How has the recent turmoil within the OpenAI offices changed your plans to use GPT in a business process or product in 2024?
Increased uncertainty means we are more likely to evaluate alternative AI chatbots and LLMs.
No change in plans, though we will keep an eye on the situation.
With Sam Altman back in charge, we are more likely to go all-in with GPT and LLMs.
What recent turmoil?
Kubernetes / Serverless

The Cloud-Native Market’s Open Source Economic Realities

Mar 15th, 2018 2:04pm by
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#159: The Cloud Native Market’s Open Source Economic Realities

How venture capitalists and technologists view the cloud-native technology space is the subject matter for this episode of The New Stack Analysts.

It’s getting to the point that service-level agreements pretty much don’t allow access to source code unless it’s open source. To LightStep co-founder Ben Sigelman that pretty much means that open source code is now part of the business and it’s a matter of developing the code into standard technologies that may be used by all.

Sigleman was joined by RedPoint Venture’s Astasia Myers and Scott Raney who say there is no way to attack the infrastructure layer market unless you have a core belief in the role of open source. RedPoint is a co-author of the cloud-native landscape overview that was developed with the Cloud Native Computing Foundation.

Anyone who is an end-user building next-generation open stacks will build with open source technologies, Raney said. As for the models, the services market is emerging for infrastructure software providers. The continual path to using cloud services and integration with microservices is only accelerating, pointing to larger economic realities.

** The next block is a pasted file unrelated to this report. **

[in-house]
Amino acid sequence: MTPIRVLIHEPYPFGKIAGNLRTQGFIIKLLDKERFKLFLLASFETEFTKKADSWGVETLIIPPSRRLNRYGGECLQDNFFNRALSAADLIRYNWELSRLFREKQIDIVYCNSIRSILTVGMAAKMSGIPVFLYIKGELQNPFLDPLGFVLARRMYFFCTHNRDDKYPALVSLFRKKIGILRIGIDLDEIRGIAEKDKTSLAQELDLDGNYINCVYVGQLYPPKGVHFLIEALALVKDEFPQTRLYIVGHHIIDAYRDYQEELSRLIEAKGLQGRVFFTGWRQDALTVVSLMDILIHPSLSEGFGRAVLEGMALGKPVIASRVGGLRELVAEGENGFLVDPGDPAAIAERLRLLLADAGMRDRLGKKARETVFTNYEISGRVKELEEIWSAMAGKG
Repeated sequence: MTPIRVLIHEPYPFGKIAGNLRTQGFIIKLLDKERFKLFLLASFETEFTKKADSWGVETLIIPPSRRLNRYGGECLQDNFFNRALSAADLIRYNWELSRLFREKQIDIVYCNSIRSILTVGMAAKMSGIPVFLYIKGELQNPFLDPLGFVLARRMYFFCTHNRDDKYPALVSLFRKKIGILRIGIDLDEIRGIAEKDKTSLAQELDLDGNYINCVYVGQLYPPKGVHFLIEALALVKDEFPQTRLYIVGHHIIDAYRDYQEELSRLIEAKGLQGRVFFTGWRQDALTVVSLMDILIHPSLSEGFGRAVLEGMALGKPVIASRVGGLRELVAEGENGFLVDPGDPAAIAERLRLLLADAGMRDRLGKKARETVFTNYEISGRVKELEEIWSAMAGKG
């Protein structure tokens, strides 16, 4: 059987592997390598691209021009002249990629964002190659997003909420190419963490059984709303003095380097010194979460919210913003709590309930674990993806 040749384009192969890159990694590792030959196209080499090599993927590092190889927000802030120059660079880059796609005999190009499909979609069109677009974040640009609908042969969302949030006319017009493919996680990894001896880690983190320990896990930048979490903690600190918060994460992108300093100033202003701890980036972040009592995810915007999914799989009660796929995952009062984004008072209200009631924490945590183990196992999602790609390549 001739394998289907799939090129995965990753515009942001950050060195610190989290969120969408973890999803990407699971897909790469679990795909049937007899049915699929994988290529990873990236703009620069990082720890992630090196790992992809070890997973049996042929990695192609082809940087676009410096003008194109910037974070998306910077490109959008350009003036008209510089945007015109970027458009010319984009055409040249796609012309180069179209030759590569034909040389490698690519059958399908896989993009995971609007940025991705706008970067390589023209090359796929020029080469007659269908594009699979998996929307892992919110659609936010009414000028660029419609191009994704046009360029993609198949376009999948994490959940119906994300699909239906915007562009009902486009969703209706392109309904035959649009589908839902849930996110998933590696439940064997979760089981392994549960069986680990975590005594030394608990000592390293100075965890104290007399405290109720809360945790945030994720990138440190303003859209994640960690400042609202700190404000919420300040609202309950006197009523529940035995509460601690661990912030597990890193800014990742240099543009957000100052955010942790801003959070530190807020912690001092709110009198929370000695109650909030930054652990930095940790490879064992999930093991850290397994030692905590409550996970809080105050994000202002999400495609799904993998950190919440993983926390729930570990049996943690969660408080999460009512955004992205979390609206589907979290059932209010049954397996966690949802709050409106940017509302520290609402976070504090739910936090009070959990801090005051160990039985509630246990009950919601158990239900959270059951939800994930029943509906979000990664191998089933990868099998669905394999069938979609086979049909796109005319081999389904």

We had to ask about Kubernetes and how its core is pretty much now serving as the de facto standard for container orchestration and its role in the market. It points to the heritage of the Linux kernel and in some respects stands as a new successor with its higher-level primitives that once are built people will not know how they actually work. The working is in the abstractions that will make for services that can be largely built without knowledge of the primitives and all of the complexities that come with them.

The serverless space has architectures that will require considerable building out, pointing as one clear example of how application toolchains will continue to become abstracted. Kubernetes’ rise with containers as native units to the cloud services architecture will mean a deep new vein of development. And in turn that will mean a while new set of economic realities.

In This Edition:

1:51: What is the state of the intersection between open source software development and venture capital investment?
7:10: Exploring higher-level primitives in Kubernetes.
10:11: How do you view the development of the Kubernetes core as architecture that needs to be tended to?
20:10: Exploring the confluence of serverless and FaaS technologies, and the story surrounding using Kubernetes in container technologies.
25:59: What is the road ahead for open source technologies to help companies?
31:21: Discussing the OpenTracing projects, community, and how that impacts the adoption of microservices.

CNCF is a sponsor of The New Stack.

Feature image via Pixabay.

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TNS owner Insight Partners is an investor in: The New Stack.
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